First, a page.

In this series, we present our perspective on frictionless travel. We explore the increasing use of AI (artificial intelligence) and its potential to disrupt the current travel model status quo. We start with a hi-level overview of the current travel model status.
Current Travel Model Status
- Stakeholders include customers (aka passengers or travelers) and travel service providers (airlines, GDS, airports, hotels, travel agencies, et al.)
- Lots of talk and experimentation with emerging technologies e.g. IoT , AI, NLP
- Focus on apps for selling
- Some disruptive approaches relying on extracted data – WiFi and/or IoT sensors, generating spurious data to support existing marketing push interactions
- Social media trends tracked and monitored for marketing, operations and CX initiatives
- IoT starting to be used for operations, remote applications, field operations, security etc.
- Early development use of AI in travel (e.g. customer service)
There is some early experimentation with AI for chat systems. These are integrated services using self-learning algorithms in support of omni-channel communications with customers. Most are focused on Customer Service Experience (CX), for example, flight status or other broad use cases, such as, high volume, repetitive inquiries.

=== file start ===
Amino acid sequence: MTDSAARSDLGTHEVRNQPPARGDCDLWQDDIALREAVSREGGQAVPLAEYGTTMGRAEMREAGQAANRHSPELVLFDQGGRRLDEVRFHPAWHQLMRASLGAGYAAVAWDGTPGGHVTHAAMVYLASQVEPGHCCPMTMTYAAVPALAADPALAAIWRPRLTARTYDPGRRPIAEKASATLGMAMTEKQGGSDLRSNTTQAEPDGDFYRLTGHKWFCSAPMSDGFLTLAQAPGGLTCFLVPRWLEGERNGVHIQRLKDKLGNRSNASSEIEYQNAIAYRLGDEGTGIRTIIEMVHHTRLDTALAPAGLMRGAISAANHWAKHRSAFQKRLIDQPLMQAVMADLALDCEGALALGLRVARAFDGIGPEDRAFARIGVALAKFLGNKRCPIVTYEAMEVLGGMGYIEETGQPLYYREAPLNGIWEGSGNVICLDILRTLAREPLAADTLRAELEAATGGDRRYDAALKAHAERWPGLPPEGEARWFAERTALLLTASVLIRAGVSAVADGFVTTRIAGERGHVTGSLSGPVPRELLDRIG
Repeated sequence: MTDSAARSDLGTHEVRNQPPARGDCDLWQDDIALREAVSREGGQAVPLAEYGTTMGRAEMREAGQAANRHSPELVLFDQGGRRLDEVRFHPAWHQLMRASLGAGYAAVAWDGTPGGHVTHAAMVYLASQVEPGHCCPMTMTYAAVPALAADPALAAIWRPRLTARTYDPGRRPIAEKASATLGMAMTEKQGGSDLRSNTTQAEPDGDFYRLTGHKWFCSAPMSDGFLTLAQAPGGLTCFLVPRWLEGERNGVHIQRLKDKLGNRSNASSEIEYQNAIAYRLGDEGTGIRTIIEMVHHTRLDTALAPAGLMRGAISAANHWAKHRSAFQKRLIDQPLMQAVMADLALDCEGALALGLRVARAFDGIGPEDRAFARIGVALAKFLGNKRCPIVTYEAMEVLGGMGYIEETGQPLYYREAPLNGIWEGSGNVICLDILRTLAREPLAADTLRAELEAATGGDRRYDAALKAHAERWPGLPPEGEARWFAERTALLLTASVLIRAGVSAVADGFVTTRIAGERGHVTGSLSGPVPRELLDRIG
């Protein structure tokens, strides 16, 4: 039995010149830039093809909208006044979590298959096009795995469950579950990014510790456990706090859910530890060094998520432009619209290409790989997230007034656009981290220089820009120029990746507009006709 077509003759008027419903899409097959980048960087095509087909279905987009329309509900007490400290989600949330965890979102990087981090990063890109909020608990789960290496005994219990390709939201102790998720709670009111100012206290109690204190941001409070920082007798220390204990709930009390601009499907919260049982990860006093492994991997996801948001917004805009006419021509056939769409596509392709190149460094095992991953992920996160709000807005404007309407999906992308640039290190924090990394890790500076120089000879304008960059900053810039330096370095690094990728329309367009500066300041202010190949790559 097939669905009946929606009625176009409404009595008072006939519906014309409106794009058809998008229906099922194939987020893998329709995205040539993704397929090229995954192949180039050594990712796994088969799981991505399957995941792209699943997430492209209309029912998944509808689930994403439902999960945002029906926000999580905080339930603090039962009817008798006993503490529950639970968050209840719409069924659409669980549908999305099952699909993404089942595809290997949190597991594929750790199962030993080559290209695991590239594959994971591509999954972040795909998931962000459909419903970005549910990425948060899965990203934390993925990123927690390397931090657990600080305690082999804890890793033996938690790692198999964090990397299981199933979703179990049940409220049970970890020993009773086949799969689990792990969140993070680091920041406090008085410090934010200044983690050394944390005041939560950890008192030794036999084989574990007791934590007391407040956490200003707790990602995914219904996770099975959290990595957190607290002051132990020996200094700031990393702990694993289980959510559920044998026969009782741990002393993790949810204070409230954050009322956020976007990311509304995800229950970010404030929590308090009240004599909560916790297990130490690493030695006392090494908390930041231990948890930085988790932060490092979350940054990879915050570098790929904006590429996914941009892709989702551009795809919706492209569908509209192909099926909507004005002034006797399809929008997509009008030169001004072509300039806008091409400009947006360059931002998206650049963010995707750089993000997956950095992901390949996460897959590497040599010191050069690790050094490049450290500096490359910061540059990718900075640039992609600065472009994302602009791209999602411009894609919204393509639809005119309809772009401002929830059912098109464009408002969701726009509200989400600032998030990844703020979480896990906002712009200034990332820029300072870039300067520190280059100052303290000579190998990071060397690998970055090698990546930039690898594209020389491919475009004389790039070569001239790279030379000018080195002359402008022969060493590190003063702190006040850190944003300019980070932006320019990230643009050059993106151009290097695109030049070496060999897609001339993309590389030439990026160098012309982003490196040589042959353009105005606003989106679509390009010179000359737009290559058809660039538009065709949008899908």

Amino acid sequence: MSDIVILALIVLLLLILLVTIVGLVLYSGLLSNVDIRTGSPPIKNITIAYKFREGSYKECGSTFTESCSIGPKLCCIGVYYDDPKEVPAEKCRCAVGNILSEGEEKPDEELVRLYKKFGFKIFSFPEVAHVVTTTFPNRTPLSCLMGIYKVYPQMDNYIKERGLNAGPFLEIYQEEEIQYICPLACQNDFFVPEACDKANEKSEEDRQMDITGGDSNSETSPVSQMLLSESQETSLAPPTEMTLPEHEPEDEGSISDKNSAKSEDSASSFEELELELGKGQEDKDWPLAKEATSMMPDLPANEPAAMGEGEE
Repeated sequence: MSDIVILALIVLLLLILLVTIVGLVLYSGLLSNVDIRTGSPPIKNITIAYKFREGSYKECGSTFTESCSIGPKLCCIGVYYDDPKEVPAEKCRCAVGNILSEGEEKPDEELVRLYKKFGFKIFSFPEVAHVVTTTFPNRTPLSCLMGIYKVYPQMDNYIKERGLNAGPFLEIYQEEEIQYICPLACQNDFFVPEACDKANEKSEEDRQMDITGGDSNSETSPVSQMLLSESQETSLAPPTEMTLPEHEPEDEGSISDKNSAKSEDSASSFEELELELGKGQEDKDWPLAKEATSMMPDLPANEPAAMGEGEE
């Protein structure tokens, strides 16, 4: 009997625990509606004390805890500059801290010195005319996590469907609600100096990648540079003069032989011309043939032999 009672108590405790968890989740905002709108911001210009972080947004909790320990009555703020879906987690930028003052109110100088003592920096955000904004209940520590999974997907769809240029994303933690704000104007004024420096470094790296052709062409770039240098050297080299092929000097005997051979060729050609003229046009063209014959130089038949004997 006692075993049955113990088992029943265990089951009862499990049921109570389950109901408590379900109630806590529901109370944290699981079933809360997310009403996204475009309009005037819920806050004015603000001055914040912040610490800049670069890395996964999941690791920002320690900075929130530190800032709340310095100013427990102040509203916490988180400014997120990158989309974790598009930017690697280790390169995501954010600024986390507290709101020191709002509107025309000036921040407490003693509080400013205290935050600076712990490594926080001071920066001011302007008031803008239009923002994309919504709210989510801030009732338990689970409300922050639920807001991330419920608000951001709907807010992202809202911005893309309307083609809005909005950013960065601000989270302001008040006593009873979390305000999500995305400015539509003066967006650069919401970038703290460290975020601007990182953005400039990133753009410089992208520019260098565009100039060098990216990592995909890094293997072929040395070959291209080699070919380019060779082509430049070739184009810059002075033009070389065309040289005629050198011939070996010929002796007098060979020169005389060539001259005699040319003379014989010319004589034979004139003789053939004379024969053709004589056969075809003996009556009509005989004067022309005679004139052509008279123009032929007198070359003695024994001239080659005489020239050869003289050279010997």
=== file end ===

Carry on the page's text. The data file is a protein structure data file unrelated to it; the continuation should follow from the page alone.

Efficient Operations vs. Disruptive Innovation
Travel service providers focus mainly on linear cost centre improvements, where savings can be achieved. But customers get segmented, disconnected data on which to act. At the heart of the problem is the plethora of data silos. These data silos are held by the various travel service providers (airlines, hotels, etc.), which incorrectly believe they ‘own the customer’. They hold the customer data for their own benefit and use e.g. airline and flights.
If these data were aggregated and analyzed, it would be in the customer’s best interest. It would facilitate a much better travel experience, resulting in the customer’s stress level being lowered. And less stressed customers, have a tendency to spend more while traveling on purchases for duty free, retail and food & beverage.
As stated previously, the travel journey comprises several discrete elements. But, travel changes, due to unforeseen circumstances, are always the ‘moments of truth’. Travel changes are always understandable. But it is not necessarily the lack of customer service, but that of not having a single view of the customer. The data silos create this discontinuity and are the root cause of a poor Customer Experience (PaxEx).
Data provide insights that support value creation i.e. “Collective Intelligence.” AI is seen as a tool to aggregate and analyze these data, effectively “smart data’. This would certainly benefit both the customer and the travel service providers. And it would go a long way to changing a traveler’s perspective on frictionless travel.
In the next segment of our series on ‘A future perspective on Frictionless Travel’, we discuss “What change is needed? And how can stakeholders choose to use data and interactions?”